Located on the frontier between Portuguese Brazil and Spanish Paraguay, the Mbayá also raided the Portuguese, although they made peace with them in 1791. Ranchers in Paraguay in 1796 killed 300 indigenous peoples, including eleven Mbayá chiefs, thus breaking the long-standing peace agreement between Mbayá and Paraguayans. The Mbayá responded by raiding settlements and aiding the Portuguese in their conflicts with the Spanish and the Paraguayans.[14] By 1800, most of the Mbayá had moved east of the Paraguay River to Mato Grosso do Sul province, Brazil.[15] The Portuguese and the newly independent Brazilians provided them with arms and ammunition and bought the cattle and horses they stole from Paraguayan ranches. By the 1840s, however, the Brazilians were trying to force the Mbayá to live in permanent settlements, but with little success.[16]

In the Paraguayan War (1864-1870), the Mbayá, especially the Kadiweu band, fought on the Brazilian side.[17] They were both praised for bravery and condemned for a "limitless ardor for plunder" by Brazilian officers. They suffered heavy casualties from battle and disease. One Brazilian general said that Brazil owed its continued control of the southern Mato Grosso to the Mbayá.[18]

During and after the war, a smallpox epidemic decimated their population and with the influx of large numbers of Brazilian settlers, the Mbayá lost their lands and became laborers and ranch hands.[19] In 1870 some of the Kadiwéu band of the Mbayá moved to Argentina where their descendants number 1,000. The Kadiweu or Caduveo band also survives in Brazil. As a reward for their military service, in 1903 the Brazilian government granted them an expanse of territory in Mato Grosso do Sul where about 1,400 of them live.[20]

The Guaná[edit]

The Guaná, (also called Chané and Layaná), speakers of an Arawak language, were vassals of the Mbayá, a relationship that, according to Spanish accounts, existed in 1548, and possibly much earlier.[21] The Guaná were agricultural and pedestrian as opposed to the nomadic Mbayá who became equestrians by the early 17th century. In the early 18th century the Guaná lived in seven large villages of 1,000 or more people on the western side of the Paraguay River between 19 and 22 south latitudes. Later in the 18th century, some of them migrated along with the Mbayá east of the Paraguay River. They were estimated, perhaps generously, in the early 18th century to have numbered 18,000 to 30,000. In 1793 they numbered about 8,200.[22]

The Guaná provided Mbayá chiefs with labor, agricultural products, textiles, and wives and in exchange were given protection and European goods such as iron tools by the Mbayá. The cultures of the Guaná and Mbayá slowly became more similar as the Mbayá adopted agriculture and weaving and the Guaná became equestrian. The Mbayá augmented their numbers, strictly limited by late marriages and abortion, by intermarriage with Guaná and captive women of other ethnic groups.[23] Spanish chroniclers describe the Guaná as docile. The Mbayá, arrogant and ethnocentric, were described by Spanish chroniclers as surprisingly benign and respectful in dealing with their Guaná subjects.[24]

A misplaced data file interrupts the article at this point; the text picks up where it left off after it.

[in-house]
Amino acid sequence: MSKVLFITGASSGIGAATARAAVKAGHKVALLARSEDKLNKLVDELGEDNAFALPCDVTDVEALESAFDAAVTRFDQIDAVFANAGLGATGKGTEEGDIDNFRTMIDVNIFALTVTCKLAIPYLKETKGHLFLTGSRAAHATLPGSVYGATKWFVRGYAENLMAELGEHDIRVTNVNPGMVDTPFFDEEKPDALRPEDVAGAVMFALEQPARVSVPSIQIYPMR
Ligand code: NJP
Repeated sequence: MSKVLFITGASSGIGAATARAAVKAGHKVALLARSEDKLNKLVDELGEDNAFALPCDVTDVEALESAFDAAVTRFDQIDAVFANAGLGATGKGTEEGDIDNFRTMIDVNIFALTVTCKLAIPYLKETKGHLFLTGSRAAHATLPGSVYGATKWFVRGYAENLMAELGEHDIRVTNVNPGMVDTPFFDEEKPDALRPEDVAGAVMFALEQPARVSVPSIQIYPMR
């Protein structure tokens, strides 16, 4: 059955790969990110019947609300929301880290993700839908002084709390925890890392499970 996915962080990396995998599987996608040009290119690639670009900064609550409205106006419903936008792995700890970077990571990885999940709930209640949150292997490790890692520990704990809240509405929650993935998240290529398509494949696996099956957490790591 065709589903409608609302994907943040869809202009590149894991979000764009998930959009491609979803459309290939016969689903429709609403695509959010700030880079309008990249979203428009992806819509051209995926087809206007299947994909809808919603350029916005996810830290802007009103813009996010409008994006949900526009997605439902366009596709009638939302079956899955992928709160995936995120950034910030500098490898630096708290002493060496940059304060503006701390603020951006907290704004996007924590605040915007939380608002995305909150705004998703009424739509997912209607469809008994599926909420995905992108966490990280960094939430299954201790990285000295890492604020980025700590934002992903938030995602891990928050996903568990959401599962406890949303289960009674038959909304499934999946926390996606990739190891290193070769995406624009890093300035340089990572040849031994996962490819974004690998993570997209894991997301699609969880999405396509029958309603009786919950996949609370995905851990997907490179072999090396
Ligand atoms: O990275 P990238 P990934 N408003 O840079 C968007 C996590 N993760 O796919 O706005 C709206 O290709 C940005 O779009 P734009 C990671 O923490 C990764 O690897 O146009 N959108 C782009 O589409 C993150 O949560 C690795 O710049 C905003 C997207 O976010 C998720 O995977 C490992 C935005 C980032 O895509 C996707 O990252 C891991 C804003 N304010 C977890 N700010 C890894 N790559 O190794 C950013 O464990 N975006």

See also[edit]


  1. ^ "Kadiwéu: Introduction." Povos Indígenos no Brasil. (retrieved 3 Dec 2011)
  2. ^ Saeger, James Schofield (2000), The Chaco Mission Frontier: The Guaycuruan Experience, Tucson: University of Arizona Press, p. 5
  3. ^ Gott, Richard (1993), Land without Evil: Utopian Journeys Across the South American Watershed, London: Verso, p. 48.
  4. ^ Steward, Julian H., ed. (1946), Handbook of South American Indians, Vol. 1, The Marginal Tribes, Smithsonian Institution, Government Printing Office, Washington, D.C., p. 215
  5. ^ Saeger (2000), p. 34.
  6. ^ Saeger, James Schofield (2008), "Warfare, Reorganization, and Readaptation at the Margins of Spanish Rule--the Chaco and Paraguay," The Cambridge History of the Native Peoples of the Americas, Vol 3, South America, Cambridge: Cambridge University Press, p. 258.
  7. ^ Saeger (2000), pp. 5-6.
  8. ^ Gott, pp. 19-20; Martinez, Cecilia Gabriela (Jan-Jun 2017), "Cavaleiros versus Flecheros: Thirty years of chiquito-guaycurú war on the Spanish-Portuguese border (1763-1793)", Americania. Revista de Estudios Latinoamericanos,, pp. 333-334; Steward, p. 215.
  9. ^ Mooney, James. Herbermann, Charles, ed. (1913). "Mbaya Indians" . Catholic Encyclopedia. New York: Robert Appleton Company.
  10. ^ Steward, p. 215.
  11. ^ Saegar (2000), p. 30.
  12. ^ Gott, pp. 133-136; Martinez, Cecilia Gabrield (2017), "Cavaleiros versus Flecheros: Treinta años de guerra chiquito-gaycurú en la frontera luso-española (1763-1793)", Americania: Revista de Estudios Latinoamericanos, No. 5, pp. 330-340.
  13. ^ Gott, p. 141.
  14. ^ Foote et al, p. 163.
  15. ^ Santos-Granero, p. 38.
  16. ^ Foote et al, pp. 163-166.
  17. ^ Steward, pp. 216-217.
  18. ^ Foote et al., pp. 168-171.
  19. ^ Foote et al, pp. 168-172
  20. ^ "Kadiweu",, accessed 27 Nov 2017.
  21. ^ Santos-Granero, Fernando (2009), Vital Enemies, Austin: University of Texas Press, p. 38. Downloaded from Project MUSE.
  22. ^ Steward, pp. 239-240.
  23. ^ Saegar, pp. 18, 87-88, 116.
  24. ^ Hemming, John (1978), Red Gold: The Conquest of the Brazilian Indians, Cambridge: Harvard University Press, pp. 394-395.